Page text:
For post-exposure prophylaxis, GamaSTAN is preferred over hepatitis A vaccination for adults over 40 who have not been previously vaccinated (unless it is not available).


Hepatitis A vaccines are available either in a single-use vial or single-use prefilled syringe, both in 0.5-mL or 1.0-mL doses. The vaccine are given by intramuscular injection (into a large muscle) by a healthcare professional.

The vaccination series varies by age and vaccine type.

Vaccine Ages 1st Dose Booster
Havrix 12 months to 18 years 0.5 mL 0.5 mL 6 to 12 months later
Havrix Over 18 years 1.0 mL 1.0 mL 6 to 12 months later
Vaqta 12 months to 18 years 0.5 mL 0.5 mL 6 to 18 months later
Vaqta Over 18 years 1.0 mL 1.0 mL 6 to 18 months later

Havrix and Vaqta can be used interchangeably.

Side Effects

As with all vaccines, there is a potential for side effects but most are mild and tend to resolve within a day or two. On rare occasions, severe side effects may occur.


According to the pre-market clinical studies, the incidence of side effects varies slightly by vaccine type.

  • Injection site pain (30.3%)

  • Injection site redness (23.9%)

  • Injection site swelling (9.9%)

  • Fever over 100 degrees (5.4%)

  • Fever over 102 degrees (2.7%)

  • Injection site pain (20.3%)

  • Injection site redness (12.7%)

  • Fever over 100 degrees (10%)

  • Injection site swelling (7.6%)

  • Fever over 102 degrees (2.3%)

Loss of appetite, drowsiness, and irritability (particularly in babies) are also common.


Arguably, the greatest concern about hepatitis A vaccination is a severe, whole-body allergy known as anaphylaxis. Even so, occurrences are rare, with studies reporting few if any incidences after over 25 years of use. If anaphylaxis were to occur, it may be associated with the vaccine, vaccine components, or latex used in prefilled syringes.

The combined use of Havrix with other vaccines may trigger adverse reactions in young children, including respiratory distress. This has been reported in babies who were given Havrix at the same time as the Hib conjugate vaccine or DTaP vaccine Infanrix.

Even so, such reactions are rare. The same concerns have not been noted with Vaqta.

Warnings and Interactions

Some people have experienced fainting (syncope) soon after vaccination due to a drop in blood pressure. This is a non-emergency situation with no long-term consequence. However, as injury may occur from falls, anyone given Havrix or Vaqta should be monitored for 15 minutes following the shot.

Animal studies have suggested a potential for fetal harm when using Havrix and Vaqta but that the benefits may outweigh the potential risks. The vaccines should only be used during pregnancy if immunization is clearly needed.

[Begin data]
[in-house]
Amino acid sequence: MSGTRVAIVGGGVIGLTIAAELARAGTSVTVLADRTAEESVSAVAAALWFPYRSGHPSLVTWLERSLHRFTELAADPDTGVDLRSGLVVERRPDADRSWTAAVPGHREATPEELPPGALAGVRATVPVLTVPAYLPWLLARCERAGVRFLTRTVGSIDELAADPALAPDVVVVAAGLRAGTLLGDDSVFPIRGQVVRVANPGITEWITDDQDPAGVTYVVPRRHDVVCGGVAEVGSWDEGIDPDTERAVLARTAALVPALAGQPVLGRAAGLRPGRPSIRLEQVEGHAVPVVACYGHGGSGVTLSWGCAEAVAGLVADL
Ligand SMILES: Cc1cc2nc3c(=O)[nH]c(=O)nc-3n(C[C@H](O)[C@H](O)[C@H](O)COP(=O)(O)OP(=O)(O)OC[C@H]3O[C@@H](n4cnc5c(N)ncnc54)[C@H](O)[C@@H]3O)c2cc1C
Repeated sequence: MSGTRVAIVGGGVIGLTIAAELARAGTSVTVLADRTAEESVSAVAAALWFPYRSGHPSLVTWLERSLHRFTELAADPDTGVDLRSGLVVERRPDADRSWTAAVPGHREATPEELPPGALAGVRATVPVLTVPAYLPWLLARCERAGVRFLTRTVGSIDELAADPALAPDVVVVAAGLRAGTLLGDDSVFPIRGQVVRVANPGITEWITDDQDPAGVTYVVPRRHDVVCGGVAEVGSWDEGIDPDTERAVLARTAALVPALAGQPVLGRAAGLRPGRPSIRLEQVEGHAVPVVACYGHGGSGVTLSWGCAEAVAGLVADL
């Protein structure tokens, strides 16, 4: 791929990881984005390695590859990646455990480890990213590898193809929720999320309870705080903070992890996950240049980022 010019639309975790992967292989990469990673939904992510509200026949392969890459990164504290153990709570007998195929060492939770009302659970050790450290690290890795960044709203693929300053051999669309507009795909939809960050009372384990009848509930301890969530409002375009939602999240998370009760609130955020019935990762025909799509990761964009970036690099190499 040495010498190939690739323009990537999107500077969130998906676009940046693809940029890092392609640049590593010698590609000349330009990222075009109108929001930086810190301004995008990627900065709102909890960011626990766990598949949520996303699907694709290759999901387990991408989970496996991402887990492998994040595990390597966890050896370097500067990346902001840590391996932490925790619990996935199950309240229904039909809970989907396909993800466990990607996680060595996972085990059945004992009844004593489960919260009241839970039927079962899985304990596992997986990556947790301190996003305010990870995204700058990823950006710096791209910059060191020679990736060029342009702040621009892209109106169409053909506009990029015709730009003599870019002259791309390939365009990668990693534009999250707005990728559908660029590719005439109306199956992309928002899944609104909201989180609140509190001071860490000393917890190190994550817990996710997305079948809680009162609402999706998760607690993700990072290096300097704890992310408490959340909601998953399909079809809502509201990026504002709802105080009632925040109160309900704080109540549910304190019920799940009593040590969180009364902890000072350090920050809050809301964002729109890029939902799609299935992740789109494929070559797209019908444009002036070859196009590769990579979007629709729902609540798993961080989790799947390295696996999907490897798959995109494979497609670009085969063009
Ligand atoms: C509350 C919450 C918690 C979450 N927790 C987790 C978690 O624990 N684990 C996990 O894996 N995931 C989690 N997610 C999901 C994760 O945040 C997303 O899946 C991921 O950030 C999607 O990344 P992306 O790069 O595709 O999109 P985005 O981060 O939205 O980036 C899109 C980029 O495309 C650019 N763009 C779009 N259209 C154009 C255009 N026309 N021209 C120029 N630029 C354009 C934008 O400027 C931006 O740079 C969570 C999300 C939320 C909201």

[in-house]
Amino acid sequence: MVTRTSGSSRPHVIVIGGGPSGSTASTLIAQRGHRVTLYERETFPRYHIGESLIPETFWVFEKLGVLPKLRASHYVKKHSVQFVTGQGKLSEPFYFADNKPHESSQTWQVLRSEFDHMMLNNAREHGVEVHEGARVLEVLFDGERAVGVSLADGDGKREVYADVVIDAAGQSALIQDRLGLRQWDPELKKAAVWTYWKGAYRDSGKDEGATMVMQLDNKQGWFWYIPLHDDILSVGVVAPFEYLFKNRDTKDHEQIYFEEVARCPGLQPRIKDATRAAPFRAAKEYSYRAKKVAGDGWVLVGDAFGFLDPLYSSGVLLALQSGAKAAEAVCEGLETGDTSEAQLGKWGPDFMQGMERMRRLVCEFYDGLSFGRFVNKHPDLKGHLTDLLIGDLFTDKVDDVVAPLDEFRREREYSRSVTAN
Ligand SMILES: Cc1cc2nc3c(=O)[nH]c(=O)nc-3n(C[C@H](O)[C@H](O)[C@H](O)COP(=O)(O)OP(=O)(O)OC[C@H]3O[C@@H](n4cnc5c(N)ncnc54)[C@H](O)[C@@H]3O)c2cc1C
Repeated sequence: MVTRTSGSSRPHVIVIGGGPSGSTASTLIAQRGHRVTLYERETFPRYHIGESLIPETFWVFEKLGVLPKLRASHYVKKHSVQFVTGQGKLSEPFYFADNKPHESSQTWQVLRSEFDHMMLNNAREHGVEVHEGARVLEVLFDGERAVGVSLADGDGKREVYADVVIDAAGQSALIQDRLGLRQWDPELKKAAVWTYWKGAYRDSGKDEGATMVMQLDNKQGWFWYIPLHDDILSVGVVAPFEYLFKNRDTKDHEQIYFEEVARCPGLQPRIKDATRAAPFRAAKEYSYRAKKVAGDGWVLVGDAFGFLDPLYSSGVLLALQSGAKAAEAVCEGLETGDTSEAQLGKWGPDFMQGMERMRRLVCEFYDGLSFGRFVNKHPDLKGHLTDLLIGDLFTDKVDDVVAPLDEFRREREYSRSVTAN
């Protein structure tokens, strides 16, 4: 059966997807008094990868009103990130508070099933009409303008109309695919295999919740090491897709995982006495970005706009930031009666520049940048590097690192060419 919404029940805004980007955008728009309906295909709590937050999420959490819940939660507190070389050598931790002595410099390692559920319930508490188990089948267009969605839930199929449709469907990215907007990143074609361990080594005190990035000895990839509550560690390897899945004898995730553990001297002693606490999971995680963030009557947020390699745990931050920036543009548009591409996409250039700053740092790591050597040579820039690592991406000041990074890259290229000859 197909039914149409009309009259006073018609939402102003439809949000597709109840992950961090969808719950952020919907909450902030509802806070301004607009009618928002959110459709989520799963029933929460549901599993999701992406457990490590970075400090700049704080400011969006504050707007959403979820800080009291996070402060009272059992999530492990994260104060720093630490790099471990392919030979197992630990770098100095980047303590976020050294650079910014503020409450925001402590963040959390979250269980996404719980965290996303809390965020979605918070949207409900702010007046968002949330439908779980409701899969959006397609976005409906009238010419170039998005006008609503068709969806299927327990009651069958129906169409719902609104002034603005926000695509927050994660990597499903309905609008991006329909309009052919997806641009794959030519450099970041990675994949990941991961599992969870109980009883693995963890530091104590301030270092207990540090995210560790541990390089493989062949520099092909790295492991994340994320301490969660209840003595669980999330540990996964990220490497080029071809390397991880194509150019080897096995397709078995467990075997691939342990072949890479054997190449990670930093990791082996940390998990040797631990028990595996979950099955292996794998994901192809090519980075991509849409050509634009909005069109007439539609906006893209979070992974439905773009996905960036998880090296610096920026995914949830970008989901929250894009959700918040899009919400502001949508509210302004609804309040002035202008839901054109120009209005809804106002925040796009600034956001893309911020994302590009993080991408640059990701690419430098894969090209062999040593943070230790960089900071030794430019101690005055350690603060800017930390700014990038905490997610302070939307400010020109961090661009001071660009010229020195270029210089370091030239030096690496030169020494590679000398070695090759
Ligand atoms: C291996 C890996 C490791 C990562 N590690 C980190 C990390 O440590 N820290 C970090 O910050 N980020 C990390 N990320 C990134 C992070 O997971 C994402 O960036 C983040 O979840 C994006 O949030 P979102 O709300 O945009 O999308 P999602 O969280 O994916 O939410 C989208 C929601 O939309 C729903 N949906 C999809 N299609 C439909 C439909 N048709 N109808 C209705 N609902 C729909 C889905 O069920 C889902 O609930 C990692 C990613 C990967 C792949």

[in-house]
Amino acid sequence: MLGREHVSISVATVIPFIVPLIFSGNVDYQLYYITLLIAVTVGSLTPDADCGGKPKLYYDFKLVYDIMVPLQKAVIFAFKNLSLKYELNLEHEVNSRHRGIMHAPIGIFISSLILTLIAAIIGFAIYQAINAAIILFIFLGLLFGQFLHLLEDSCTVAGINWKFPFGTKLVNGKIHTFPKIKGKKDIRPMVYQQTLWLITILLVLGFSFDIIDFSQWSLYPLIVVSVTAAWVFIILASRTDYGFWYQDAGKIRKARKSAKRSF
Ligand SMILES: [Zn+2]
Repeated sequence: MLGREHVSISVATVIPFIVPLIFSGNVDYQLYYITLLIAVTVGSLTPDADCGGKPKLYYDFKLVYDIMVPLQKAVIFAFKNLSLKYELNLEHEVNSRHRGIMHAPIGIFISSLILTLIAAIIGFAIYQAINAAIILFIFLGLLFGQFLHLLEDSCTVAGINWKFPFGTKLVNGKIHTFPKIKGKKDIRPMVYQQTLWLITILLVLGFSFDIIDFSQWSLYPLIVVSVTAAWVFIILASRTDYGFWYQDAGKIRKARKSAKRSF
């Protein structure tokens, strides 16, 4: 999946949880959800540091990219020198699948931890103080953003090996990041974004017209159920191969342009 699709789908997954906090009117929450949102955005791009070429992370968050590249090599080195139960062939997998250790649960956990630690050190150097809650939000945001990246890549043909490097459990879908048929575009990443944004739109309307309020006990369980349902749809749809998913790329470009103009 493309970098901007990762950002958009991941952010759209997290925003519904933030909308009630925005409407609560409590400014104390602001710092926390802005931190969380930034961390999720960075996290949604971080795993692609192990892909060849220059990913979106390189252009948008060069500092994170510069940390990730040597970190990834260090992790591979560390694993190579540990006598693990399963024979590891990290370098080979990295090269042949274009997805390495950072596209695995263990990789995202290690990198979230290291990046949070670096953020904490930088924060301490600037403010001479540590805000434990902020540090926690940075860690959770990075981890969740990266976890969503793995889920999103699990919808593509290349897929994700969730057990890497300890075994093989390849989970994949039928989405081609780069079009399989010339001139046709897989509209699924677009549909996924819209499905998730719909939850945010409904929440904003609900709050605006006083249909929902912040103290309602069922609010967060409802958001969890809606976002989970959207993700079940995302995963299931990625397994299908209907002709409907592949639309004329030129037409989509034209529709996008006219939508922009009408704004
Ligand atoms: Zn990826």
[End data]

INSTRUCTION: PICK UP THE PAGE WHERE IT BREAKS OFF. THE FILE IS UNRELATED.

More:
The effectiveness of hepatitis A vaccines may be undermined in people on immunosuppressive drugs or therapies. Immunosuppressants temper the immune response, reducing the body's ability to generate protective antibodies.

Let your healthcare provider know if you are on any of the following:

In such cases, vaccination may be recommended either before the start of therapy or after the completion of therapy.

14 Sources
Verywell Health uses only high-quality sources, including peer-reviewed studies, to support the facts within our articles. Read our editorial process to learn more about how we fact-check and keep our content accurate, reliable, and trustworthy.
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  2. Centers for Disease Control and Prevention. U.S. vaccine names.

  3. Centers for Disease Control and Prevention. Understanding how vaccines work.

  4. Centers for Disease Control and Prevention. Widespread person-to-person outbreaks of hepatitis A across the United States.

  5. Centers for Disease Control and Prevention. Hepatitis A questions and answers for the public.

  6. Merck & Co. Package insert - Havrix.

  7. GlaxoSmithKline. Package insert - Vaqta.

  8. GlaxoSmithKline. Package insert - Twinrix.

  9. Grifols Therapeutics. Package insert - GamaSTAN S/D.

  10. Nelson NP. Updated dosing instructions for immune globulin (human) GamaSTAN S/D for hepatitis A virus prophylaxis. MMWR Morb Mortal Wkly Rep. 2017;66:959-60. doi:10.15585/mmwr.mm6636a5

  11. Stratton K, Ford A, Rusch E, et al. 7. Hepatitis A Vaccine. In: Adverse Effects of Vaccines: Evidence and Causality. Washington (DC): National Academies Press (US).

  12. Petrecz M, Acosta CJ, Klopfer SO, et al. Safety and immunogenicity of VAQTA in children 12-to-23 months of age with and without administration of other US pediatric vaccines. Hum Vaccin Immunother. 2019;15(2):426-32. doi:10.1080/21645515.2018.1530934

  13. Centers for Disease Control and Prevention. Fainting after vaccination.

  14. Centers of Disease Control and Prevention. Hepatitis A questions and answers for health professionals.

By Charles Daniel
 Charles Daniel, MPH, CHES is an infectious disease epidemiologist, specializing in hepatitis.